Fruits and vegetables will be among the first baby foods your baby will try, and will be an important part of a healthy baby diet from this point on. Introduce fruit and vegetable purees to your baby one at a time, and remember that he might not accept a new food right away. Keep offering rejected foods; it can take multiple attempts before your baby decides he likes it.
Where to Start
Contrary to popular belief, it isn’t necessary to start baby on vegetables before fruit. Starting with fruits won’t cause your baby to have a sweet tooth, mainly because he already does. Breast milk has a sweet taste; therefore babies will naturally be predisposed to liking sweeter flavors. This doesn’t mean your baby won’t enjoy vegetables, just that you might need to offer them several times before he decides to eat.
Great choices for first fruits and vegetables are easy to digest, nutrient rich choices that are not likely to cause an allergic reaction. Try fruits such as bananas, pears, apples and avocadoes. For first veggies, try carrots, peas and sweet potatoes. You will need to start with smooth and fairly thin purees. If you are purchasing baby food, start with stage one purees which are the smoothest and the thinnest. Alternatively, you can easily make your own fruit and vegetable purees at home.
Making Your Own Baby Food
Homemade fruit and vegetable purees are a simple and budget-friendly choice, as well as a very healthy one for your baby. You can make your own purees of just about any fruit or vegetable you can think of, quickly and easily at home. The first thing you will need is something to puree the food in; a regular food processor will work great, but there are also baby food makers available that are reasonably priced if you prefer to have a dedicated machine.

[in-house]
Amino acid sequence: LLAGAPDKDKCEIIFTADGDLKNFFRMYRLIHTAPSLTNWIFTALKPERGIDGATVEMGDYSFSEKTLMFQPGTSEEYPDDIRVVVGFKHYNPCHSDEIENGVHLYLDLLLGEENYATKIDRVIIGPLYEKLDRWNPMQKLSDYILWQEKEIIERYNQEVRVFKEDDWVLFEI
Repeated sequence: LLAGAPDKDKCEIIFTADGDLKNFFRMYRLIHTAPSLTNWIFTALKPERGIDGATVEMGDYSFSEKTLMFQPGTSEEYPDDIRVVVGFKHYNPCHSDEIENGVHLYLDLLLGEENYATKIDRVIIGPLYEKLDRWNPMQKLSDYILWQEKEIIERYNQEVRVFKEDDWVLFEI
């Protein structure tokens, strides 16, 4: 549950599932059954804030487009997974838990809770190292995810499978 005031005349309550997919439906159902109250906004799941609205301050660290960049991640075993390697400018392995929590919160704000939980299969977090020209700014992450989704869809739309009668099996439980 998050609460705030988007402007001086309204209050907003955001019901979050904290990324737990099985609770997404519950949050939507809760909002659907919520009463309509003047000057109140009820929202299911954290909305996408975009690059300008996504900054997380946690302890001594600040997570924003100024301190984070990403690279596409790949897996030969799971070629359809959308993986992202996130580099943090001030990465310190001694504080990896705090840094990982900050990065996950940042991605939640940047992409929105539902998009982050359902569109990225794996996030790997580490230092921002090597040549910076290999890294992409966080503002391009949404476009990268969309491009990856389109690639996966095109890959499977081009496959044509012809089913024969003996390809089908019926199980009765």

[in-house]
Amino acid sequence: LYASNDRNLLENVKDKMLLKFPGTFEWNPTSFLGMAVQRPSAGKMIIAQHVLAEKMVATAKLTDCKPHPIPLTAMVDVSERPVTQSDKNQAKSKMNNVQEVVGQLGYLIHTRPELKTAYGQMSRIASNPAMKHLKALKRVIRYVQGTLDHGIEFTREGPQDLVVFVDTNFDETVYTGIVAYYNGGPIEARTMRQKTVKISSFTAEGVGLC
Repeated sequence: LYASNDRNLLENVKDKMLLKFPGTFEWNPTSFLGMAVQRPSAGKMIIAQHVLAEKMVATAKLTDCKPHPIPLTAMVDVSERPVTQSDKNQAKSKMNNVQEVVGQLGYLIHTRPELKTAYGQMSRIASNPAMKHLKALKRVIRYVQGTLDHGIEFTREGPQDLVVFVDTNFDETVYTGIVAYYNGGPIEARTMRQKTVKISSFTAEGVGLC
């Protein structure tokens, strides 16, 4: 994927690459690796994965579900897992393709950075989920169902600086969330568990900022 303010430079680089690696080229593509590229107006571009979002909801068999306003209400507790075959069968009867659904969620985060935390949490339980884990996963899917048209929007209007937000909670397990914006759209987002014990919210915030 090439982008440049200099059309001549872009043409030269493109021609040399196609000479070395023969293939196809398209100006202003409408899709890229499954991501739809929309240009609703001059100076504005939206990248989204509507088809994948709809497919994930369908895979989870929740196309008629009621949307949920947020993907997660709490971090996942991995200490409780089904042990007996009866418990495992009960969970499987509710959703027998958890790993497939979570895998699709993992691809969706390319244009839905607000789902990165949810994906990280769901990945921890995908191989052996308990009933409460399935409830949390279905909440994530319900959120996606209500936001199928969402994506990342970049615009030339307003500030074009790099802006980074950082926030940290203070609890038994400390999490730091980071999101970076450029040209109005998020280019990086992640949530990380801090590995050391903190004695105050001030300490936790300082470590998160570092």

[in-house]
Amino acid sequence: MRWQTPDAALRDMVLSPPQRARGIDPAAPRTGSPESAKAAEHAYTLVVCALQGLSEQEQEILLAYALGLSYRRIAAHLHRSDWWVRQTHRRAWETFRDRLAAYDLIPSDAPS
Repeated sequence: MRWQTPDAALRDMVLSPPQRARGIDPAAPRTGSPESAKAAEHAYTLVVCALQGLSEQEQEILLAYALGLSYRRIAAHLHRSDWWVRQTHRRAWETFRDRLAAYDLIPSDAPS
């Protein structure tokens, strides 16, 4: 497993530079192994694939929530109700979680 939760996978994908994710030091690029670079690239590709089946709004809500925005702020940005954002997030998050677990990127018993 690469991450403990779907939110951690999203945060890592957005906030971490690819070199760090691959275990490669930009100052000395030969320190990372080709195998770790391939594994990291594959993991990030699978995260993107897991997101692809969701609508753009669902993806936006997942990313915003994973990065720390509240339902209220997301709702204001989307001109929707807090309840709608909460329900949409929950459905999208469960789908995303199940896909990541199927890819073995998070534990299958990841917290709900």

Most fruits and vegetables will need to be cooked prior to pureeing. The best way to cook them is via steaming; unlike boiling, steaming will leave the nutrients in the fruits and vegetables intact. You will need to cook everything until very tender to create a smooth puree, so it may require replacing the water a few times. A simple steamer basket that fits inside a regular pot is the most affordable method of steaming. After steaming, save whatever water was used in the cooking process. You can add it back into the puree to help thin it out. Blend until smooth, adding water as necessary to achieve the desired texture and consistency. You can then freeze your purees in ice cube trays for easy portioning later. After freezing, dump the trays into a sealed bag that you can label with the date and type of food.
Bananas and avocadoes make excellent first foods for your baby, and as a bonus, they don’t need to be cooked ahead of time. Simply mash them well and serve! Both are great sources of nutrition.
Adding New Foods
As you expand your baby’s diet to new fruits and vegetables, do so carefully to watch for an allergic reaction. You should add a new food no more than every 3-5 days. This slow pace with allow you to pinpoint which food caused any reaction your baby might have. Even though you are starting with the least allergenic choices available, there is always some risk that your baby could have an unusual reaction. Take it slow – this will also give your baby a chance to really experience the food and get used to the new flavor.